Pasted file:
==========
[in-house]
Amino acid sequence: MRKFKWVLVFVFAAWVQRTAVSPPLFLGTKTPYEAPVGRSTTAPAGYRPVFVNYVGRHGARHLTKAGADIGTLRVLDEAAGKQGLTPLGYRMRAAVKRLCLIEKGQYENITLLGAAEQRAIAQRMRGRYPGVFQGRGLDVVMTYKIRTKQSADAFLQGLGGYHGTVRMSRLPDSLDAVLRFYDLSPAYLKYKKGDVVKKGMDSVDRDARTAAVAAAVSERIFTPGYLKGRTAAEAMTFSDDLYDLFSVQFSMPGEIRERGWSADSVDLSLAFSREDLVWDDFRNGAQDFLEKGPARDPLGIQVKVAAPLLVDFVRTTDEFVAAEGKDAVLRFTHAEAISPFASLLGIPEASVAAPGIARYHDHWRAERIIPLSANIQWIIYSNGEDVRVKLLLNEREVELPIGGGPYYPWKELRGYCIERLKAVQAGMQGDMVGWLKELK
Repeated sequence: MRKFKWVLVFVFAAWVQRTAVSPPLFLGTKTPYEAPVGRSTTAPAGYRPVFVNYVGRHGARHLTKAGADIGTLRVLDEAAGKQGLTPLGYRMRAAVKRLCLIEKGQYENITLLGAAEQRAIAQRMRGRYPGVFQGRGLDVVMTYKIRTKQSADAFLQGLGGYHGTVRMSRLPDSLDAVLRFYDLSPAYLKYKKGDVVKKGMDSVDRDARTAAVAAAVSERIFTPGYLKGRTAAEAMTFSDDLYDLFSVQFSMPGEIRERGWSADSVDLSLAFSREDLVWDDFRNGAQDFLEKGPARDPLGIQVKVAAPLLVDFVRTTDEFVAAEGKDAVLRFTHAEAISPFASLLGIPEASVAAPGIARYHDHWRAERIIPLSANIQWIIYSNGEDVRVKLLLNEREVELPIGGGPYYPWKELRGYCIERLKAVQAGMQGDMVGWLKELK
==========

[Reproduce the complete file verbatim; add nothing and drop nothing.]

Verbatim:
[in-house]
Amino acid sequence: MRKFKWVLVFVFAAWVQRTAVSPPLFLGTKTPYEAPVGRSTTAPAGYRPVFVNYVGRHGARHLTKAGADIGTLRVLDEAAGKQGLTPLGYRMRAAVKRLCLIEKGQYENITLLGAAEQRAIAQRMRGRYPGVFQGRGLDVVMTYKIRTKQSADAFLQGLGGYHGTVRMSRLPDSLDAVLRFYDLSPAYLKYKKGDVVKKGMDSVDRDARTAAVAAAVSERIFTPGYLKGRTAAEAMTFSDDLYDLFSVQFSMPGEIRERGWSADSVDLSLAFSREDLVWDDFRNGAQDFLEKGPARDPLGIQVKVAAPLLVDFVRTTDEFVAAEGKDAVLRFTHAEAISPFASLLGIPEASVAAPGIARYHDHWRAERIIPLSANIQWIIYSNGEDVRVKLLLNEREVELPIGGGPYYPWKELRGYCIERLKAVQAGMQGDMVGWLKELK
Repeated sequence: MRKFKWVLVFVFAAWVQRTAVSPPLFLGTKTPYEAPVGRSTTAPAGYRPVFVNYVGRHGARHLTKAGADIGTLRVLDEAAGKQGLTPLGYRMRAAVKRLCLIEKGQYENITLLGAAEQRAIAQRMRGRYPGVFQGRGLDVVMTYKIRTKQSADAFLQGLGGYHGTVRMSRLPDSLDAVLRFYDLSPAYLKYKKGDVVKKGMDSVDRDARTAAVAAAVSERIFTPGYLKGRTAAEAMTFSDDLYDLFSVQFSMPGEIRERGWSADSVDLSLAFSREDLVWDDFRNGAQDFLEKGPARDPLGIQVKVAAPLLVDFVRTTDEFVAAEGKDAVLRFTHAEAISPFASLLGIPEASVAAPGIARYHDHWRAERIIPLSANIQWIIYSNGEDVRVKLLLNEREVELPIGGGPYYPWKELRGYCIERLKAVQAGMQGDMVGWLKELK